Spotlight: Steve Chikerotis

The real-life heroes behind our shows lay the foundation for our fictional first responders to be portrayed as accurately as…

Spotlight: Steve Chikerotis

The real-life heroes behind our shows lay the foundation for our fictional first responders to be portrayed as accurately as possible. Steve Chikerotis, known lovingly as Chik, is an invaluable member of the Chicago Fire team, bringing knowledge and experience from his 36-year career in the Chicago Fire Department to every step of the process. His expertise positions the cast and crew to capture a firefighter’s varying degrees of emotion and roots the series in scenarios that don’t stray too far from reality. We spoke with Chik to hear all about his history in firefighting and film, his favorite moments on set, and what it means to work in his home city.

Q: You worked with the Chicago Fire Department for 36 years — can you tell us about your career journey? What inspired you to become a firefighter? 

A: Starting out, I didn’t know too much about the fire department. At the time I was going through college and I thought I wanted an action job, so I had a roofing company and had taken the Chicago Police test.

One day, we were putting a roof on a large factory, and there was a tremendous explosion inside. It almost knocked us off our feet. The door flew open and about 50 factory workers and office workers sprinted out of there. A girl about my age stopped to kick off her high heels to run faster, looked up at me, and told me to get off of the roof and run. My crew and I ran across the street, and then I heard sirens, saw the flashing lights, and watched these heroic firefighters run into what I had just run away from. That’s what inspired me. I went and took the test, worked really hard, and ended up being number 31 on a test that 30,000 people had taken.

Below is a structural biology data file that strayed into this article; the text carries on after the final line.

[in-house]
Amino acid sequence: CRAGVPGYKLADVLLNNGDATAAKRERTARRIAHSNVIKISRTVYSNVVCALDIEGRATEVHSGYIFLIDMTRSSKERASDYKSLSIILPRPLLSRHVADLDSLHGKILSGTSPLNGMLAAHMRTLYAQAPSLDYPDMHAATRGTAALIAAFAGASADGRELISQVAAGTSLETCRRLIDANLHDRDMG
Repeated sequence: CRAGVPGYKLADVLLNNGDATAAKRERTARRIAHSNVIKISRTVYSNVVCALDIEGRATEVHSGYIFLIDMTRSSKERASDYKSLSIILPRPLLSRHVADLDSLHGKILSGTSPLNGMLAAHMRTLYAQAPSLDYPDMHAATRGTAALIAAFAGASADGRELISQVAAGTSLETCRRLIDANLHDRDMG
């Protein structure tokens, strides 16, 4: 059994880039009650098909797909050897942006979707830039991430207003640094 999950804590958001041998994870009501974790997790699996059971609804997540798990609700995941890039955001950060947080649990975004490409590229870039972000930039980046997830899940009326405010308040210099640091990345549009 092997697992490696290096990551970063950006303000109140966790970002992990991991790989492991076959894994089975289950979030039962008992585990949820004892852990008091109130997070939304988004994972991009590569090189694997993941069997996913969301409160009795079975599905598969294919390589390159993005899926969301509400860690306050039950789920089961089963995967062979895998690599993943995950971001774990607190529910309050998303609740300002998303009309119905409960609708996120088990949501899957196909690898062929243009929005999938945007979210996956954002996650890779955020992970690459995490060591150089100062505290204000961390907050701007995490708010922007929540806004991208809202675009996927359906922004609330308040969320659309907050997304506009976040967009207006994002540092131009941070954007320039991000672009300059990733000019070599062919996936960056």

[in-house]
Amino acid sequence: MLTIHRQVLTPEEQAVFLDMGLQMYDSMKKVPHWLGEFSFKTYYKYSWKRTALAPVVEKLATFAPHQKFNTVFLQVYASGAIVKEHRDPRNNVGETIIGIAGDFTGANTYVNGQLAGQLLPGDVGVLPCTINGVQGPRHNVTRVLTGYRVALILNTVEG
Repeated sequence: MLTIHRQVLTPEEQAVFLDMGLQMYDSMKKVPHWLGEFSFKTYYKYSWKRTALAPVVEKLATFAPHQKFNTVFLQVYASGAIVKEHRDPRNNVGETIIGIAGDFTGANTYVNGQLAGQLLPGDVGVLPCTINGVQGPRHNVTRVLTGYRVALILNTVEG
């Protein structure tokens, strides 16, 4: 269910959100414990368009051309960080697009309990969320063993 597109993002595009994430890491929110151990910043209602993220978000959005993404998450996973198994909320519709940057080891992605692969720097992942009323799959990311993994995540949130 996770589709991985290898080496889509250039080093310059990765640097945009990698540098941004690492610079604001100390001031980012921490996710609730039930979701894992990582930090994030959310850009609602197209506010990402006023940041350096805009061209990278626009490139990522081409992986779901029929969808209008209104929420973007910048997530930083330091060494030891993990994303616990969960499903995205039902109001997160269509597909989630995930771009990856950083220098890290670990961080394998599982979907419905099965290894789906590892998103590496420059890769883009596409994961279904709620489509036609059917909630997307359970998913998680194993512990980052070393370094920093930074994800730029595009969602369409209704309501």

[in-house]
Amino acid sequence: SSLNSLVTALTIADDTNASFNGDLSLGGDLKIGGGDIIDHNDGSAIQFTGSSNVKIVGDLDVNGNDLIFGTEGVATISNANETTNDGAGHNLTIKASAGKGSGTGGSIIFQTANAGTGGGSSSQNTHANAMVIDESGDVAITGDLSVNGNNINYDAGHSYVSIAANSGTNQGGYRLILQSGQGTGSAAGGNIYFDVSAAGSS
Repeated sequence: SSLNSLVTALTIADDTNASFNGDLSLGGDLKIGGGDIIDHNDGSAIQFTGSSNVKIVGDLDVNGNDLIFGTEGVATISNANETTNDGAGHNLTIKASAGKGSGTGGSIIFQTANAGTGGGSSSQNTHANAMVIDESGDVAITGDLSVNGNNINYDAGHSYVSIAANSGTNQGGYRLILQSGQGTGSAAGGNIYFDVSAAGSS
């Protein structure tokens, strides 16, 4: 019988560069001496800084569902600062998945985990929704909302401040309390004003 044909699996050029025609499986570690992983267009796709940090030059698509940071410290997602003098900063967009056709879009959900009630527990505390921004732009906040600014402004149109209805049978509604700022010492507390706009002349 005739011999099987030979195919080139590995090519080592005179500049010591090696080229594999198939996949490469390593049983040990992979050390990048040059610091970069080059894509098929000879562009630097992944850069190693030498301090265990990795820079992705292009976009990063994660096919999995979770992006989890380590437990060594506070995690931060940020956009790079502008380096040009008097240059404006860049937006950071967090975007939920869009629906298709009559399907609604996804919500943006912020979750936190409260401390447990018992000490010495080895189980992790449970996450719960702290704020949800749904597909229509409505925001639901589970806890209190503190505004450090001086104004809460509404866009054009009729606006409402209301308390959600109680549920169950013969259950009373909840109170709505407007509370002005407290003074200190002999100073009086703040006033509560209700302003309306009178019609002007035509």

That led me to a wonderful career. I always worked for the busiest companies and spent most of my time on the rescue squad. I was on Squad 2 on the west side of Chicago, where I did crazy stuff like going over the edge of high-rise buildings on a rope to rescue a window washer or jumping out of a helicopter into Lake Michigan for boat accidents. I gravitated toward the excitement of it all.

Q: You’ve now been working as a consultant for Chicago Fire for 12 years — how did you end up in this role? 

A: From the beginning, I’ve had a dual career, working in two industries at the same time. I’ve worked in the film industry for over 30 years now. I was a technical advisor on the movie Backdraft (1991) with a second AD at the time, John Roman. 22 years later, I was in my office as a deputy district chief, and I got a phone call from John Roman asking if I would help out on a television project.

A couple of hours later, John, who became our first line producer on Chicago Fire, and I are having lunch with Derek Haas and Michael Brandt, the creators of the show. At that lunch, I was pitching ideas for the show on a bar napkin, many of which we still do today. We got along well and we were firing off each other’s ideas and enthusiasm.

Q: What is it like to consult and produce for Chicago Fire? What does your job entail?

A: As a consultant and producer, I do a lot on the average day. I pitch storylines to the writers, and I am constantly fielding questions from the writers as they’re going through the outline process and script process. I attend concept meetings, production meetings, and location scouts, as well as meet with incoming directors to go over the script and break it down for them.

On set, I’m there to train actors on technical issues like using tools, ladders, hose lines, and executing rescue techniques with an eye for safety. I also serve as an advisor for the director and cast for whatever they may need while shooting. Because of my fire background, it’s certainly a dream job for me.